Travel off your couch and out of this world, with a variety of fun and interactive virtual tours from the National Aeronautics and Space Administration (NASA).
The agency’s website offers a multitude of intergalactic virtual adventures that transport you from self-isolation to the gaping infinity that is space.
If you’re looking to explore the various factors that lead to a flight launch, look no further than the “Go for Flight” Google Expeditions tour of the Armstrong Flight Research Center.
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This tour provides viewers with virtual access to an aircraft hangar, control room, and the back-ramp area where final preparations for flights are made.
If you’d like to transport yourself to where the action is, take a virtual tour of the International Space Station led by NASA astronaut Suni Williams.
Viewers can also participate in a virtual 3D tour of the International Space Station, where they can float through connecting modules and compartments such as space laboratories all through the perspective of a real astronaut.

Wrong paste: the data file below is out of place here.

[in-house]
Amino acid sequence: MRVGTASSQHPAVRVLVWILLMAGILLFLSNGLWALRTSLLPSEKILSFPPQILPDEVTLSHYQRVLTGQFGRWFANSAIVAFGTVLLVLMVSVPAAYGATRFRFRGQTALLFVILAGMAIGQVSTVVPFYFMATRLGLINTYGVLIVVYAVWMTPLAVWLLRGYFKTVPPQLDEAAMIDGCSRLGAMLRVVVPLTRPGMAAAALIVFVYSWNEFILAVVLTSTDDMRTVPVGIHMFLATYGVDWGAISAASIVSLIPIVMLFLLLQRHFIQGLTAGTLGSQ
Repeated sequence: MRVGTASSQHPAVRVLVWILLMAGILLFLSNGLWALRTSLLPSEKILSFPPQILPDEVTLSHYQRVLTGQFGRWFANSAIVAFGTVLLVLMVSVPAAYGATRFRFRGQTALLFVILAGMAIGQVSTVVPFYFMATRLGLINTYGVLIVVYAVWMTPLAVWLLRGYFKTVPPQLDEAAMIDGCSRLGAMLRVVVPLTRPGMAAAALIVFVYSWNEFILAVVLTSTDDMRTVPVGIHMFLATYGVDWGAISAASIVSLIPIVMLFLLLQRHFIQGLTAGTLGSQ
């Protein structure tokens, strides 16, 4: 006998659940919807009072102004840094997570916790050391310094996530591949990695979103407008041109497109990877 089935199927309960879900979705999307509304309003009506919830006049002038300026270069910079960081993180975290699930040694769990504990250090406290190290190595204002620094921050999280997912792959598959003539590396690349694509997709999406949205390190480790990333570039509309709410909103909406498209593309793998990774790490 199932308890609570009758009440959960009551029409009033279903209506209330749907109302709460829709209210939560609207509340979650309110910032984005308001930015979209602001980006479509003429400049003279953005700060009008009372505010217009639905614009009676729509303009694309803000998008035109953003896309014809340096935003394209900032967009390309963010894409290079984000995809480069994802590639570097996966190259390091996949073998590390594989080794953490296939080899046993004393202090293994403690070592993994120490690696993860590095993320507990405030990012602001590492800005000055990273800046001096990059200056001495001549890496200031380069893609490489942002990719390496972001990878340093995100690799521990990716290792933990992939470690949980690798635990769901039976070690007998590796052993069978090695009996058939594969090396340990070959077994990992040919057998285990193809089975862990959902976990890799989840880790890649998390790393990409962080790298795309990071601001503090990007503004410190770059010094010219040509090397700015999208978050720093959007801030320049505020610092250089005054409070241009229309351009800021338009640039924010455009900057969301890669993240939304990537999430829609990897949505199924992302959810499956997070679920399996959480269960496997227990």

Explore the unknown with the Next Stop: The Stratosphere virtual tour that takes viewers aboard NASA’s flying observatory, SOFIA, where they can investigate “stars, galaxies, black holes, and more while flying between 38,000-45,000 feet,” the NASA website explains.
Looking to get lost among the stars? Try NASA’s Exoplanet Excursions, a guided virtual tour through the breathtaking TRAPPIST-1 star system, renowned for housing seven Earth-sized planets “orbiting a star that is only a little larger than Jupiter.”
The virtual tour also includes tours of the telescope itself where viewers can control the telescope for themselves.
These are only a few examples of the variety of virtual tours that NASA has to offer.
Other options include the Exoplanet Travel Bureau virtual tour, which provides 360-degree views of the surfaces of other planets, as well as virtual tours of NASA facilities, including the Glenn Research Center as well as the Langley Research Center.
A full list of the various virtual tours offered can be found on the NASA website.